Members of the Minneapolis City Council are backtracking and revealing they have regrets on their collapsed promise to dismantle the city’s police department, saying the pledge was ‘up for interpretation’.
On June 7 the council released a pledge to dismantle the Minneapolis police department and replace it with a new community support and outreach system following the May 25 death of George Floyd.
However, that effort was stalled in early August when the city’s Charter Commission voted to pause the amendment to dissolve and replace the police force and voted to take 90 more days to review it.
Council members have revealed that they didn’t state their intentions clearly and it caused confusion among officials, activists and the public.
Councilor Phillipe Cunningham said the language in the pledge was ‘up for interpretation’ and that even after the pledge was released, ‘it was very clear that most of us had interpreted that language differently, according to New York Times report.
Members of the Minneapolis City Council are backtracking and revealing they have regrets on their collapsed promise to dismantle the city’s police department, saying the pledge was ‘up for interpretation’. BLM protesters pictured in Minneapolis on September 11
Critics are bashing officials for not working together and for failing to define whether the move means to abolish the police altogether or reallocate funds. A police fires tear gas and less-lethan rounds at protesters on May 29 in St. Paul, Minnesota at a George Floyd demonstration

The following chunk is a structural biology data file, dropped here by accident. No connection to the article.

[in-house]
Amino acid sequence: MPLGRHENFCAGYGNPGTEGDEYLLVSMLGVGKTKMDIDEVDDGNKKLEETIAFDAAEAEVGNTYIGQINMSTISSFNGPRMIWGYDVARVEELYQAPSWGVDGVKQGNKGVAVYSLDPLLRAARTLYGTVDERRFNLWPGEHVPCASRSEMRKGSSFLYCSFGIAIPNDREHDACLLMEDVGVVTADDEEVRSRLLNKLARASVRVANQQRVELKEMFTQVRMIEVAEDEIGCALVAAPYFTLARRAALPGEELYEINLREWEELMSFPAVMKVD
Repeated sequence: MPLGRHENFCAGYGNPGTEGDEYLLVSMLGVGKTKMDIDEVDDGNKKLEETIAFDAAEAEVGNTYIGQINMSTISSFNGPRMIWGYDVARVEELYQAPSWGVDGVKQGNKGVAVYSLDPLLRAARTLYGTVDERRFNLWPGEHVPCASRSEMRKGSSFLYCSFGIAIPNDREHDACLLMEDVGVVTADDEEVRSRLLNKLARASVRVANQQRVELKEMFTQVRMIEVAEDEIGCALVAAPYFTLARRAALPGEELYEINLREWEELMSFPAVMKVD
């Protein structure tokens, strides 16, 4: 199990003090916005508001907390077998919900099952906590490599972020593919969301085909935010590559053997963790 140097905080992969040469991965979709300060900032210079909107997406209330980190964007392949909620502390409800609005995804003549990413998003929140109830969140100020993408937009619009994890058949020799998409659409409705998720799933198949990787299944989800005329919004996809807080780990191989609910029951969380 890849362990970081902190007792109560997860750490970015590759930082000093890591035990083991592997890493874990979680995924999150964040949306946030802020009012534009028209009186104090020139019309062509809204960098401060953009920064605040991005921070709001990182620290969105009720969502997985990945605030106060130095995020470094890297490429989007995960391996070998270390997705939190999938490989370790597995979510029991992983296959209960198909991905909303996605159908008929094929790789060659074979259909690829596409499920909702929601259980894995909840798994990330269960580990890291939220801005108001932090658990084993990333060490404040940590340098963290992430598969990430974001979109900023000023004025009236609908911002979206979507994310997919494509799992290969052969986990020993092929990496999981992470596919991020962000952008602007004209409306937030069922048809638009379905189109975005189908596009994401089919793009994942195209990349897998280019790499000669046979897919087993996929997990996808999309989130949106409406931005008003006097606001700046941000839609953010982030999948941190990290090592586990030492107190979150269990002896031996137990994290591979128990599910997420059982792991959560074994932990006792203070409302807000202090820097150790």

Councilor Andrew Johnson, one of the nine members who supported the pledge in June, said that he meant the words ‘in spirit’.
Council president Lisa Bender said: ‘I think our pledge created confusion in the community and in our wards.’
Elected officials have interpreted the pledge differently, some believing defunding the police means to redirect some money in the police budget to social programs and others thinking it means creating a police-free future.
The move to dismantle the police has faced significant legislative hurdles as it has been rejected by the city’s mayor, a plurality of residents in public opinion polls, and the city’s Charter Commission.
Previous hopes to have the move to dissolve the department on this November’s ballots have been dashed.
Now taking its place is incremental reforms for the police department.
Since the May 25 killing of Floyd, Minneapolis has banned chokeholds, enacted new de-escalation requirements and changed reporting measures for the use of force.
City Council member Linea Palmisano, who was one of the three councillors who did not take the pledge, admonished her colleagues for rushing the pledge saying they ‘have gotten used to these kinds of progressive purity tests.’
But some activists still believe that pledge should seek to completely abolish the police department.
‘What kind of violence are we going to experience over the next year? When these decisions a re made on a political level, they have human consequences,’ Miski Noor, an organizer with Black Visions Collective, said.
‘I think the initial announcement created a certain level of confusion from residents at a time when the city really needed that stability,’ Mayor Jacob Frey, who refused to support the pledge, said.